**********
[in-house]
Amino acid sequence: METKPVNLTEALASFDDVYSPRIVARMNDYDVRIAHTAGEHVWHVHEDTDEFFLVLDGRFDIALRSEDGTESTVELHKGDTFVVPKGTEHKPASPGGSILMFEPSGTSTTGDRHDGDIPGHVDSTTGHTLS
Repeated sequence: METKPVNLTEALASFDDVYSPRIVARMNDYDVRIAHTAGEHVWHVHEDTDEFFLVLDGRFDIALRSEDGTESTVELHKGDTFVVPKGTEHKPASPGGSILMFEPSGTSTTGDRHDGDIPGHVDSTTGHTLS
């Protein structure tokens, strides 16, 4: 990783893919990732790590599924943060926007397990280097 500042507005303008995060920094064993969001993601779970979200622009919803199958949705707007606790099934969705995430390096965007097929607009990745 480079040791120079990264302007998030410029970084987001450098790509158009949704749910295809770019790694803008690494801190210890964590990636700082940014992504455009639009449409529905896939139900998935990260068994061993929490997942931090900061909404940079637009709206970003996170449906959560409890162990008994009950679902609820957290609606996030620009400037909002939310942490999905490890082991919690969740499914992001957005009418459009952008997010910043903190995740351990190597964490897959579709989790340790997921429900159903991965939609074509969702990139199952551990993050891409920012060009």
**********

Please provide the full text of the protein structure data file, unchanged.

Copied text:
[in-house]
Amino acid sequence: METKPVNLTEALASFDDVYSPRIVARMNDYDVRIAHTAGEHVWHVHEDTDEFFLVLDGRFDIALRSEDGTESTVELHKGDTFVVPKGTEHKPASPGGSILMFEPSGTSTTGDRHDGDIPGHVDSTTGHTLS
Repeated sequence: METKPVNLTEALASFDDVYSPRIVARMNDYDVRIAHTAGEHVWHVHEDTDEFFLVLDGRFDIALRSEDGTESTVELHKGDTFVVPKGTEHKPASPGGSILMFEPSGTSTTGDRHDGDIPGHVDSTTGHTLS
């Protein structure tokens, strides 16, 4: 990783893919990732790590599924943060926007397990280097 500042507005303008995060920094064993969001993601779970979200622009919803199958949705707007606790099934969705995430390096965007097929607009990745 480079040791120079990264302007998030410029970084987001450098790509158009949704749910295809770019790694803008690494801190210890964590990636700082940014992504455009639009449409529905896939139900998935990260068994061993929490997942931090900061909404940079637009709206970003996170449906959560409890162990008994009950679902609820957290609606996030620009400037909002939310942490999905490890082991919690969740499914992001957005009418459009952008997010910043903190995740351990190597964490897959579709989790340790997921429900159903991965939609074509969702990139199952551990993050891409920012060009």